Is the Gaming Industry an Attractive Investment Opportunity in 2022?

Gaming Industry

As we hurtle towards the final few months of 2022, investors are beginning to recap on their decisions from earlier in the year and examine the options that are open to them for the upcoming months, into 2023 and beyond. 

In recent years, a hot area for investors has been gaming. 

Growing demand, increasing revenues, and rising profits have all helped to make the industry look incredibly attractive. 

Of course, the operators in this space have not appeared as equally as attractive as each other. Some have performed well above the average and others have fallen below it. These differences have been caused by some companies enjoying the success of hit releases while others have been struck by internal strife that has risked profits. 

After an explosive period of growth and the subsequent rise in share prices as a result, many gaming companies have struggled to maintain this pace into 2022. 

But could this change in the coming months as market conditions shift and we head into the busiest time of year for gaming?

Looking Beyond Cyclical Trends

2022 has been a tough year for almost every industry. Continuing supply chain problems, worsening macroeconomic conditions, increasing costs for raw materials, and a general slowdown in consumer spending have all put pressure on companies’ bottom lines. 

That has led to a general decline in share prices, to which gaming has not been immune. 

While not the only reason for the stagnation and decline in some share prices, it does account for much of it.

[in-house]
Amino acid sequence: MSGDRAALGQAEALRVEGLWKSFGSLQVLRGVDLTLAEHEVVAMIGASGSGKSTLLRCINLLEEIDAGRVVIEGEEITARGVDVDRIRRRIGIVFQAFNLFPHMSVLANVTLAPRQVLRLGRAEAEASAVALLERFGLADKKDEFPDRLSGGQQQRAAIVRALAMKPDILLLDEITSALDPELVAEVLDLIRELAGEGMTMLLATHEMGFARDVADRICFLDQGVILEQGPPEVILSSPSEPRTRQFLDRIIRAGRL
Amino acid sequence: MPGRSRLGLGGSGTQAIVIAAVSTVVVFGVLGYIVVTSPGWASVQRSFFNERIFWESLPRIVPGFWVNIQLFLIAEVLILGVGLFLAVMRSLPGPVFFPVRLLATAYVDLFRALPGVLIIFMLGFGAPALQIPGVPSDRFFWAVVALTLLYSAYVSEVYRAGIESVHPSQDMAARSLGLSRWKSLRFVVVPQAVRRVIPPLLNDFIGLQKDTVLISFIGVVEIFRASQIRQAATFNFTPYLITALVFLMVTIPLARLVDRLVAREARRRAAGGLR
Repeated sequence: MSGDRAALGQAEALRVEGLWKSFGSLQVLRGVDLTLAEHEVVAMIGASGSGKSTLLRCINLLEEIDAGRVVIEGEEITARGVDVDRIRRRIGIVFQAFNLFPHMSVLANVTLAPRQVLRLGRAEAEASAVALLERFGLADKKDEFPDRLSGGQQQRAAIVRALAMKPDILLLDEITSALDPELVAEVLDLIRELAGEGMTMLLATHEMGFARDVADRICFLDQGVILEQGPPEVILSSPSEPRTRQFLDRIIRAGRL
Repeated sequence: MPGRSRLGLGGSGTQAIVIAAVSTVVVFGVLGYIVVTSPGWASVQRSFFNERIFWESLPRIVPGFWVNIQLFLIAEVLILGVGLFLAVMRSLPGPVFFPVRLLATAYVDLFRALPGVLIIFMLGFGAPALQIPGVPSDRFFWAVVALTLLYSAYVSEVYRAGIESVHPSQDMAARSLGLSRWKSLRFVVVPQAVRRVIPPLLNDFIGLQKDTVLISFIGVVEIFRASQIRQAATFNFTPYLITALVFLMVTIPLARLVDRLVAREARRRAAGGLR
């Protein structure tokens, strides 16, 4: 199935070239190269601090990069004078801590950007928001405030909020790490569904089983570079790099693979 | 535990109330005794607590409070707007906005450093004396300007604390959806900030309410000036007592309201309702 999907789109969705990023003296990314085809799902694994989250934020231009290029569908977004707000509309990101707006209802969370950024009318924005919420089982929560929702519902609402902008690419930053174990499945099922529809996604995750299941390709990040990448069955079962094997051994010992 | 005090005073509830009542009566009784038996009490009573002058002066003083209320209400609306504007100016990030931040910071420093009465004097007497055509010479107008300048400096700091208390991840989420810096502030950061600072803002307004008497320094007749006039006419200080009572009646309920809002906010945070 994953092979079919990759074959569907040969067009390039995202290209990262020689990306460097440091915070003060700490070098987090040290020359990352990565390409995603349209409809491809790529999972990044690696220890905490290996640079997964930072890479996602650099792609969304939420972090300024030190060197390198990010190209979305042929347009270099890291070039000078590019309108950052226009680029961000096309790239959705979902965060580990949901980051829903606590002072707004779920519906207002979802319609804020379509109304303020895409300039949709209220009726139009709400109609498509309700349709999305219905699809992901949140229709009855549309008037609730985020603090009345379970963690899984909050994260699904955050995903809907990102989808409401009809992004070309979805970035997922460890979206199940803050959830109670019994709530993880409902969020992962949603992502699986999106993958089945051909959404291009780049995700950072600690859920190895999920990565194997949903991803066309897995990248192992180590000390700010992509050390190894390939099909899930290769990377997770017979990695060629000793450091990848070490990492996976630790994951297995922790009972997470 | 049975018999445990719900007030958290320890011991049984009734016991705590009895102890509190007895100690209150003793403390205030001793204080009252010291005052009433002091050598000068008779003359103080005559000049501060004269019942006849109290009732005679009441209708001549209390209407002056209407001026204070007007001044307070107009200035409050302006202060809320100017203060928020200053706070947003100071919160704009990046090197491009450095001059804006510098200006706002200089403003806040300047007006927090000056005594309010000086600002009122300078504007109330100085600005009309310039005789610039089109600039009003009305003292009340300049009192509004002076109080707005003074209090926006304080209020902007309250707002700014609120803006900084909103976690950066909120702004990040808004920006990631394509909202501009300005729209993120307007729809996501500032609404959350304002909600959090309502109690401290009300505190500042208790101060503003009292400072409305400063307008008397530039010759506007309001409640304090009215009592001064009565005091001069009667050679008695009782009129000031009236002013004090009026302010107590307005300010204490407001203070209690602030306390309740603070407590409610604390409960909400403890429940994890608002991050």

It is, therefore, important to remember that cyclical market trends don’t change the intrinsic value of a company, meaning gaming stocks could be more attractive following these declines. 

In addition to this, there are reasons to be optimistic which could in turn make gaming look attractive to investors.

look attractive to investors

iGaming Expanding in North America

iGaming is a constituent part of the wider gaming industry, offering online casino games and other forms of digital wagering. It’s a newer addition to the market than more traditional video gaming, having first begun back in the late 1990s, but its offering has quickly become a firm favourite among many players.

Although iGaming companies now generate billions in revenue each year, they continue to grow at pace. 

This is helped, in part, by their continued efforts to provide more options to their customers. For example, instead of just offering a few different slot games, brands like PokerStars Casino have a wide range of options, including low-limit penny slots. To help their players understand how they work and decide if they’re the right games for them, they also create educational content that covers topics like how to play penny slots and how RTP works. 

An even bigger source of growth is the North American market where the starting pistol was only recently fired on the race for iGaming market share. In the US, there is a continual stream of states passing laws to allow companies to accept wagers remotely within their jurisdictions and a similar trend is taking place in Canada. 

There is a lot of room to grow on the continent, so it could offer significant value to investors. 

The Miracle Monetisation Model

Since the 2010s, the way video games have been sold has slowly transitioned from simply being a one-off purchase to one that offers the game “as a service”. 

Using microtransactions, publishers have been able to extract more cash from their content by offering players additional levels, missions, characters, tools, weapons, and customisations. 

This approach does more than just increase revenue. It has helped to drive development costs down since it’s quicker, easier, and less resource-intensive to design these additional items than it is to produce an entirely new game. 

Put these two together and you have lower risks and higher profits. With that in mind, gaming companies that can truly embrace the trend could start to look very attractive.

The views expressed in this article are those of the authors and do not necessarily reflect the views or policies of The World Financial Review.